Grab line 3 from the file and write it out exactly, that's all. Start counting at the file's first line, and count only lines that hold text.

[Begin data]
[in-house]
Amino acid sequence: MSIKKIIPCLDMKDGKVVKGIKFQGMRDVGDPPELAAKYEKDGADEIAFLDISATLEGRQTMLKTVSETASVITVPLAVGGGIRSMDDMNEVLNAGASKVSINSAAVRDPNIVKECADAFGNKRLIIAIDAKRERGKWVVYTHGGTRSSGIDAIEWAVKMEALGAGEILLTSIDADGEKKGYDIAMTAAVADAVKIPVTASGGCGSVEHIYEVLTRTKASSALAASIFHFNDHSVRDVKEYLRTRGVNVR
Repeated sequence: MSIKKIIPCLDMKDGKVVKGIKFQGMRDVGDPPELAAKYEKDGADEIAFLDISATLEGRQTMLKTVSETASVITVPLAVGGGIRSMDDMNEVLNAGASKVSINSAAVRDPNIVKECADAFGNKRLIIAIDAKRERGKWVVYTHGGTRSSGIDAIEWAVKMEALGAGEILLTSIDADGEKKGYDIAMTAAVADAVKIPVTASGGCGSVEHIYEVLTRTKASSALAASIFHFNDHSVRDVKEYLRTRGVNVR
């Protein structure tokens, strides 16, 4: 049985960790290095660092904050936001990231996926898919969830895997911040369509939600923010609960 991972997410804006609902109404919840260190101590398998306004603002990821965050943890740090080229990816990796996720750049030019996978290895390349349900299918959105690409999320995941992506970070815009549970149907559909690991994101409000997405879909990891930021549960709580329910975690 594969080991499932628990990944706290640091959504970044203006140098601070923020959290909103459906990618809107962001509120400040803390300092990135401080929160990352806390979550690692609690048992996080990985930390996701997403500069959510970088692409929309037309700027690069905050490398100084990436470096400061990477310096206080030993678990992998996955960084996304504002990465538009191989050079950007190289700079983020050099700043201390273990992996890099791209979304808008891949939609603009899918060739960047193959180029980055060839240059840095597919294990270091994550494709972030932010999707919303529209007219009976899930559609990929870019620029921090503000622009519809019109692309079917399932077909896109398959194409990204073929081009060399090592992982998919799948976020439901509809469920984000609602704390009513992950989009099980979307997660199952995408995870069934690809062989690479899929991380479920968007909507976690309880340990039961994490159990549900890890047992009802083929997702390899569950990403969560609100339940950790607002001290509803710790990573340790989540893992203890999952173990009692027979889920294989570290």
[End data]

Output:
Repeated sequence: MSIKKIIPCLDMKDGKVVKGIKFQGMRDVGDPPELAAKYEKDGADEIAFLDISATLEGRQTMLKTVSETASVITVPLAVGGGIRSMDDMNEVLNAGASKVSINSAAVRDPNIVKECADAFGNKRLIIAIDAKRERGKWVVYTHGGTRSSGIDAIEWAVKMEALGAGEILLTSIDADGEKKGYDIAMTAAVADAVKIPVTASGGCGSVEHIYEVLTRTKASSALAASIFHFNDHSVRDVKEYLRTRGVNVR